Greg Jennett, Host: Okay, let's cover off some of the day's events with our political panel. Joining us this Monday, NSW Senate combo, Labor's Assistant Trade Minister Tim Ayres is with us in Sydney. Welcome, Tim. And from Deniliquin, I think it is, in the State’s south, Deputy Nationals Leader Perin Davey. Welcome back to you too, Perin. Tim Ayres, I probably should put to you, as I did with Matt Keogh a little earlier, this breaking news reported by others, I stress, that Kathryn Campbell may have resigned, quit substantively the public service. Do you have any communications available that would confirm that?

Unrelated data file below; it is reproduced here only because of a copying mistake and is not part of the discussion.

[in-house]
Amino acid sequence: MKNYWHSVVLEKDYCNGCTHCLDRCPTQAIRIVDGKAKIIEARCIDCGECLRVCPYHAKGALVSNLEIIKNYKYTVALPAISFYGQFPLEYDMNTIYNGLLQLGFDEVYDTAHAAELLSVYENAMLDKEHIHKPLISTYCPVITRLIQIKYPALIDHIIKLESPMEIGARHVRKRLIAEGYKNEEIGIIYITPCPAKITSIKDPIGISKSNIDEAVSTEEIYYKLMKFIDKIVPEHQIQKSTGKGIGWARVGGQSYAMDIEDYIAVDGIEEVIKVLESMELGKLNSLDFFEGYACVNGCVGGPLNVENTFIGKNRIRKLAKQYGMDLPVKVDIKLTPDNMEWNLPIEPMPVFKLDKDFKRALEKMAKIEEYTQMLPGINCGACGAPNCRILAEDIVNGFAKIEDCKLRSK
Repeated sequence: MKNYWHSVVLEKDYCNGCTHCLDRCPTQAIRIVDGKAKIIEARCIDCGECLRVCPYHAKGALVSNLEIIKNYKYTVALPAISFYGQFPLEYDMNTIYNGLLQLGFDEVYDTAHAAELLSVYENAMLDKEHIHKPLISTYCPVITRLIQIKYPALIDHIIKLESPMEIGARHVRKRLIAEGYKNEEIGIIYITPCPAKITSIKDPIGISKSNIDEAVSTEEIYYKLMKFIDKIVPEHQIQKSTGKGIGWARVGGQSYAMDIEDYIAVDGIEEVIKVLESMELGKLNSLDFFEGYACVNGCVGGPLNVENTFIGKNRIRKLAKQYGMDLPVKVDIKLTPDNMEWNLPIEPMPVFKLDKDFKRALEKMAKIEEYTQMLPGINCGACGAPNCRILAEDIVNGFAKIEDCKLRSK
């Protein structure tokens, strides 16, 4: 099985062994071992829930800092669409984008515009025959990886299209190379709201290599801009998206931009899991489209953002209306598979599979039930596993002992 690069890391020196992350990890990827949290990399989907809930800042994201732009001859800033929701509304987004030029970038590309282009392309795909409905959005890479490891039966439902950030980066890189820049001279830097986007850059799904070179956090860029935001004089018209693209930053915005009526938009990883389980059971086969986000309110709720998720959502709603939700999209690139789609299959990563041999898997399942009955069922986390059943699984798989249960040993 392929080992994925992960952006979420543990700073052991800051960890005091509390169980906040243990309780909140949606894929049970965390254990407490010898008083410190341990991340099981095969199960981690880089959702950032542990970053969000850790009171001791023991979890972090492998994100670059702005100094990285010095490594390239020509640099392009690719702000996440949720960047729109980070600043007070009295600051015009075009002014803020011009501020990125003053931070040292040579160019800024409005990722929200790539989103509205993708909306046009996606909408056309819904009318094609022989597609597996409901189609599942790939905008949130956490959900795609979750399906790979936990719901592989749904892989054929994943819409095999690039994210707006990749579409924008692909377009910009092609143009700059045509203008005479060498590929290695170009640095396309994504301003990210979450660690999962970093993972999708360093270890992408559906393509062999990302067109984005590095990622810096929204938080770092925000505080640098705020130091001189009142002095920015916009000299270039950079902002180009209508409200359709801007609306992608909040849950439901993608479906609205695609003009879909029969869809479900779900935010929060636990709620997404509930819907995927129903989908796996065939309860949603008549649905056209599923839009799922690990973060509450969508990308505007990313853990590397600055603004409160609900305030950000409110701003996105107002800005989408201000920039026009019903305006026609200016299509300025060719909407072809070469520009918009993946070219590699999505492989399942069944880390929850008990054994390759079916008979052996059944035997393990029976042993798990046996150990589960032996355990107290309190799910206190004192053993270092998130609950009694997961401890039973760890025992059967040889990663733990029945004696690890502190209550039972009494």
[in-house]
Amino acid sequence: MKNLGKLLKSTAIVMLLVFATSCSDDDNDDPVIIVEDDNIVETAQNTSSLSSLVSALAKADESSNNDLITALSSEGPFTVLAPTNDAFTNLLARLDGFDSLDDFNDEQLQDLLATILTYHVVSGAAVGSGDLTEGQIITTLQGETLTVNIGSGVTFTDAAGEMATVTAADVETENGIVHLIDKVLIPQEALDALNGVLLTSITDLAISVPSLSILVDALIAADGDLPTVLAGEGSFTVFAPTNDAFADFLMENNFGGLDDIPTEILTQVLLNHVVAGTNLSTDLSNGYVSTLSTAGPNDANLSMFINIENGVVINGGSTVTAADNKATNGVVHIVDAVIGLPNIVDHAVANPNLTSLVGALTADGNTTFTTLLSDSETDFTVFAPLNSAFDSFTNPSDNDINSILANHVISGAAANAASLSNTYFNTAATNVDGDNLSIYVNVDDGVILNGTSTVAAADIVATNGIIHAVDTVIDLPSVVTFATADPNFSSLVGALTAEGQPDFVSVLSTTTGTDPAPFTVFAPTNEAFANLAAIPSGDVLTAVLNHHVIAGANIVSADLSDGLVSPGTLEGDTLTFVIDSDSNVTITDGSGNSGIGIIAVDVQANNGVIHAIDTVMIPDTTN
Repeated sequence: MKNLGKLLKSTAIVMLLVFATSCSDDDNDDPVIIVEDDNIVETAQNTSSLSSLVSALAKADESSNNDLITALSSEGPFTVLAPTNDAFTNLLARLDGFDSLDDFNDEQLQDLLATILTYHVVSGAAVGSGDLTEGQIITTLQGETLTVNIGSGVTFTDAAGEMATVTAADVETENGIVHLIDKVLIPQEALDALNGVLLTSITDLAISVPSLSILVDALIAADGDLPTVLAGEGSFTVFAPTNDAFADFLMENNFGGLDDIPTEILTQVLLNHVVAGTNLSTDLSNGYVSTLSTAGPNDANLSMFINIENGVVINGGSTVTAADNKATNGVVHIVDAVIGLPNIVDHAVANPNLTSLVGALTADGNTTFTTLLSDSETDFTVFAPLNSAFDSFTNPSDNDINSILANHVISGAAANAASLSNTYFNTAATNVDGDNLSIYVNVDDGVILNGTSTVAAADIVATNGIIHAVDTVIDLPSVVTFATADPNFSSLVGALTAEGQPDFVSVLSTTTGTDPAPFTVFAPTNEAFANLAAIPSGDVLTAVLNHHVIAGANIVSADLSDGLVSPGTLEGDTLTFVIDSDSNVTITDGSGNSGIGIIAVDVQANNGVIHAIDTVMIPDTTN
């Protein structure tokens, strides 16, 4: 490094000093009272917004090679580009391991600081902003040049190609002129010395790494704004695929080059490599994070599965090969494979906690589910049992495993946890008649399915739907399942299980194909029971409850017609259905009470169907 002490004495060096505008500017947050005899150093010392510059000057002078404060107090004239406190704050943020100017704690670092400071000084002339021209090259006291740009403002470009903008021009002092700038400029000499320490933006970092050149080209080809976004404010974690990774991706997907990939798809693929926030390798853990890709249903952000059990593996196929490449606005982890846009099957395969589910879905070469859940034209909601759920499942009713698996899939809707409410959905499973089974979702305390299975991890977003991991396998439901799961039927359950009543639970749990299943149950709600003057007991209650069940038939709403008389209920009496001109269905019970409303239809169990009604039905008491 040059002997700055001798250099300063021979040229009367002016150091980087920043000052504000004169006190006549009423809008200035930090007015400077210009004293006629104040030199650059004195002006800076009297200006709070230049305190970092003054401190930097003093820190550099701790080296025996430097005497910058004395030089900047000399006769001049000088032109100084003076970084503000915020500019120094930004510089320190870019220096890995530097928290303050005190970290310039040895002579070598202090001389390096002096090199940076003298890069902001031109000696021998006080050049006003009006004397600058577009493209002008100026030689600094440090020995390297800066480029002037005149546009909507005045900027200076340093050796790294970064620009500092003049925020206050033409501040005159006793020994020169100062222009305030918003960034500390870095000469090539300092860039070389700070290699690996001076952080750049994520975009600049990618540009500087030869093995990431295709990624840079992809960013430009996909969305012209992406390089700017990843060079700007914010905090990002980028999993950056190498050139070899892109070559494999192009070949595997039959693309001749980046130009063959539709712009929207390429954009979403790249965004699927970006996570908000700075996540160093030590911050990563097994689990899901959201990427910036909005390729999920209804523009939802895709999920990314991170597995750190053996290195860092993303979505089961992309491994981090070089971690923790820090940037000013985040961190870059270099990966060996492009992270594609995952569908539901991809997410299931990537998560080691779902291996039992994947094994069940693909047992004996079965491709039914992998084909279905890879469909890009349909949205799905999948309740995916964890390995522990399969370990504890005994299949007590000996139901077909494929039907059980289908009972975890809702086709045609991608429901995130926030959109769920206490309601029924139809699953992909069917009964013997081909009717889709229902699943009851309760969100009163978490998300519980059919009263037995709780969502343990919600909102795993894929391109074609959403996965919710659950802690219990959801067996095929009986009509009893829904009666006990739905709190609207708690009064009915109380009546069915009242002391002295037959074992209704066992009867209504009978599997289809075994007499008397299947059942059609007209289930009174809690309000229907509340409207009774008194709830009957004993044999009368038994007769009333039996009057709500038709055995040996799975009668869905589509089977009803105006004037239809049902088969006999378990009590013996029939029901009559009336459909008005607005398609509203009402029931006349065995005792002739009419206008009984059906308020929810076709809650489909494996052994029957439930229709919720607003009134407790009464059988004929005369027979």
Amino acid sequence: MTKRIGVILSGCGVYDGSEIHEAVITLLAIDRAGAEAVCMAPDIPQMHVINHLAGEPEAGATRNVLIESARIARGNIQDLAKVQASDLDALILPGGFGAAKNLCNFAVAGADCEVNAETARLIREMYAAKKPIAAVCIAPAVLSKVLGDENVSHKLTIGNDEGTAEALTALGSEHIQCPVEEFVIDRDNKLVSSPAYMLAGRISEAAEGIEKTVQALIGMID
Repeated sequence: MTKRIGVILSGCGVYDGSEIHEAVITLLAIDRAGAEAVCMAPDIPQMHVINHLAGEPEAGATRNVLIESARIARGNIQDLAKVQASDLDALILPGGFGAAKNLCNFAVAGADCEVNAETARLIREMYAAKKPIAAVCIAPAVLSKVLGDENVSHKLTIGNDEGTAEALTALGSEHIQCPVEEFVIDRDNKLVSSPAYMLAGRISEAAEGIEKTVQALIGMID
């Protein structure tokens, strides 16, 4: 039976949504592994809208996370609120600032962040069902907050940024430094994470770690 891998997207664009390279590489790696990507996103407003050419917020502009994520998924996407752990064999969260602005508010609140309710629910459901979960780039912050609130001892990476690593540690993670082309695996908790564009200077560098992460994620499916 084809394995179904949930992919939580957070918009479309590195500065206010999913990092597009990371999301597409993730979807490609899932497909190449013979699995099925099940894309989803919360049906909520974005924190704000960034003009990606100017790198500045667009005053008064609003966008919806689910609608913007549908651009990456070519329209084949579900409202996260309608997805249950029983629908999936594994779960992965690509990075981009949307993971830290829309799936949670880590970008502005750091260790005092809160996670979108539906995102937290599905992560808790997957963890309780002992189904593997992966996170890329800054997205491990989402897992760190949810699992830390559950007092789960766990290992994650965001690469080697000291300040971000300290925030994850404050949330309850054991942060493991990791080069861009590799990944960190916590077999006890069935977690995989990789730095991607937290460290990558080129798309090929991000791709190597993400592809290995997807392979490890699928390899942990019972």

Tim Ayres, Assistant Minister for Trade and Manufacturing: No, I don't. I heard you put that to Matt, just a few minutes ago. I mean, we as a government have been determined to do two things here: one is commence this Royal Commission process, make sure we get to the bottom of what has happened here. It has been a cruel, illegal, unfair process that has demonised some of the most vulnerable Australians and put people in a terrible position. So, get to the bottom of that. But secondly, make sure that we are a government that is driven by what are the proper processes. And you've seen that unfold over the last couple of weeks. There's a Royal Commission report which is completely authoritative, which has made adverse findings about previous Ministers, including the previous Prime Minister. There is a confidential section there which has been drafted because the Royal Commission's explained there are adverse findings about individuals there, there may well be proceedings. It's important that people in my position respect that process and don't say anything that would undermine the process. But to be very clear, Greg, the first that I'd heard about that was your interview with Matt a few moments ago.